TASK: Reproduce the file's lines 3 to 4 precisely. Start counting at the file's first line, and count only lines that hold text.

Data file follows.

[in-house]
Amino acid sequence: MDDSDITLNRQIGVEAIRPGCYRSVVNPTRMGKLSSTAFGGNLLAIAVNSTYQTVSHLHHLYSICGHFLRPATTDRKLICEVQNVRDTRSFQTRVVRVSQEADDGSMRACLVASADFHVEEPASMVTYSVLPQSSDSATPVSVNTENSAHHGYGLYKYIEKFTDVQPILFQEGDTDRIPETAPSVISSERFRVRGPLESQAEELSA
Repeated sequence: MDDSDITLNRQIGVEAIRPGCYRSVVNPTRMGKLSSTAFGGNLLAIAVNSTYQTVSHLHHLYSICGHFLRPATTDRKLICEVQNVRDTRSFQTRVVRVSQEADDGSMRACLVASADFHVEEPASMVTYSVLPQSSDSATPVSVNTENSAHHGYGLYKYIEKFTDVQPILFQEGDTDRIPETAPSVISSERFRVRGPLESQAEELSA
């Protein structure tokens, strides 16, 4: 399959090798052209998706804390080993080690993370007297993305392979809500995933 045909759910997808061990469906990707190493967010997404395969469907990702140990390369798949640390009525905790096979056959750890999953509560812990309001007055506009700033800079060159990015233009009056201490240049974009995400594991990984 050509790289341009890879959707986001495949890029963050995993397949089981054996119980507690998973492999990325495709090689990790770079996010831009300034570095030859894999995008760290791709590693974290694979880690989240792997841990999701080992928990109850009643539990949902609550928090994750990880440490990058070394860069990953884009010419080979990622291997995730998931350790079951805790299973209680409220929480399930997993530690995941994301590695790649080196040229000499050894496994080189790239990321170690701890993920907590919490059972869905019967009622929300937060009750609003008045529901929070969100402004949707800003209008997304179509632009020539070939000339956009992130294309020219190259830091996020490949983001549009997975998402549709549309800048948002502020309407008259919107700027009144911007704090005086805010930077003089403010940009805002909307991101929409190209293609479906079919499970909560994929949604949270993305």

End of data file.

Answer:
Repeated sequence: MDDSDITLNRQIGVEAIRPGCYRSVVNPTRMGKLSSTAFGGNLLAIAVNSTYQTVSHLHHLYSICGHFLRPATTDRKLICEVQNVRDTRSFQTRVVRVSQEADDGSMRACLVASADFHVEEPASMVTYSVLPQSSDSATPVSVNTENSAHHGYGLYKYIEKFTDVQPILFQEGDTDRIPETAPSVISSERFRVRGPLESQAEELSA
């Protein structure tokens, strides 16, 4: 399959090798052209998706804390080993080690993370007297993305392979809500995933 045909759910997808061990469906990707190493967010997404395969469907990702140990390369798949640390009525905790096979056959750890999953509560812990309001007055506009700033800079060159990015233009009056201490240049974009995400594991990984 050509790289341009890879959707986001495949890029963050995993397949089981054996119980507690998973492999990325495709090689990790770079996010831009300034570095030859894999995008760290791709590693974290694979880690989240792997841990999701080992928990109850009643539990949902609550928090994750990880440490990058070394860069990953884009010419080979990622291997995730998931350790079951805790299973209680409220929480399930997993530690995941994301590695790649080196040229000499050894496994080189790239990321170690701890993920907590919490059972869905019967009622929300937060009750609003008045529901929070969100402004949707800003209008997304179509632009020539070939000339956009992130294309020219190259830091996020490949983001549009997975998402549709549309800048948002502020309407008259919107700027009144911007704090005086805010930077003089403010940009805002909307991101929409190209293609479906079919499970909560994929949604949270993305």